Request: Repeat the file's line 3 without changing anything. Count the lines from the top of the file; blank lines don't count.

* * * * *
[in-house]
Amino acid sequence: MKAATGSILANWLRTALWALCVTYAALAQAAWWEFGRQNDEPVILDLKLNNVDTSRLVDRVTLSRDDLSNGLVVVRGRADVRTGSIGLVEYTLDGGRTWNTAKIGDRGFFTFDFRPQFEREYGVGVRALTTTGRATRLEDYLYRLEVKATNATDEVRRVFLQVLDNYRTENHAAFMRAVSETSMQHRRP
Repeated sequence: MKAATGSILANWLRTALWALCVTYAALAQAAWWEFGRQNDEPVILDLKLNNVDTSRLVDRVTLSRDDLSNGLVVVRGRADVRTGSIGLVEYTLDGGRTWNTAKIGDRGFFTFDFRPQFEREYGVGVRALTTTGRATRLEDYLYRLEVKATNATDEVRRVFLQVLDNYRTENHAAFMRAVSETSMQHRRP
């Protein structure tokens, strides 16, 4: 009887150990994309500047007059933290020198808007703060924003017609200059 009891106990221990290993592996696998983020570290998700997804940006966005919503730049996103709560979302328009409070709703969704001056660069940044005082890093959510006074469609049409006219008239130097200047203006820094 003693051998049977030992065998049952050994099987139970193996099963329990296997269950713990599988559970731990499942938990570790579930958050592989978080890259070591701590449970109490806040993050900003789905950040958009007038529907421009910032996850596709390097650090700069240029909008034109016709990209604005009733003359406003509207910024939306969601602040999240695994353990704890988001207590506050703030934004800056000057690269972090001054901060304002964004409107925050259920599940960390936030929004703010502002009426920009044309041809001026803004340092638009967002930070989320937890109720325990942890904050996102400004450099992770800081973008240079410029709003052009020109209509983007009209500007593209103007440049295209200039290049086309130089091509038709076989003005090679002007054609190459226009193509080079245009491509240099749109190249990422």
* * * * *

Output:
Repeated sequence: MKAATGSILANWLRTALWALCVTYAALAQAAWWEFGRQNDEPVILDLKLNNVDTSRLVDRVTLSRDDLSNGLVVVRGRADVRTGSIGLVEYTLDGGRTWNTAKIGDRGFFTFDFRPQFEREYGVGVRALTTTGRATRLEDYLYRLEVKATNATDEVRRVFLQVLDNYRTENHAAFMRAVSETSMQHRRP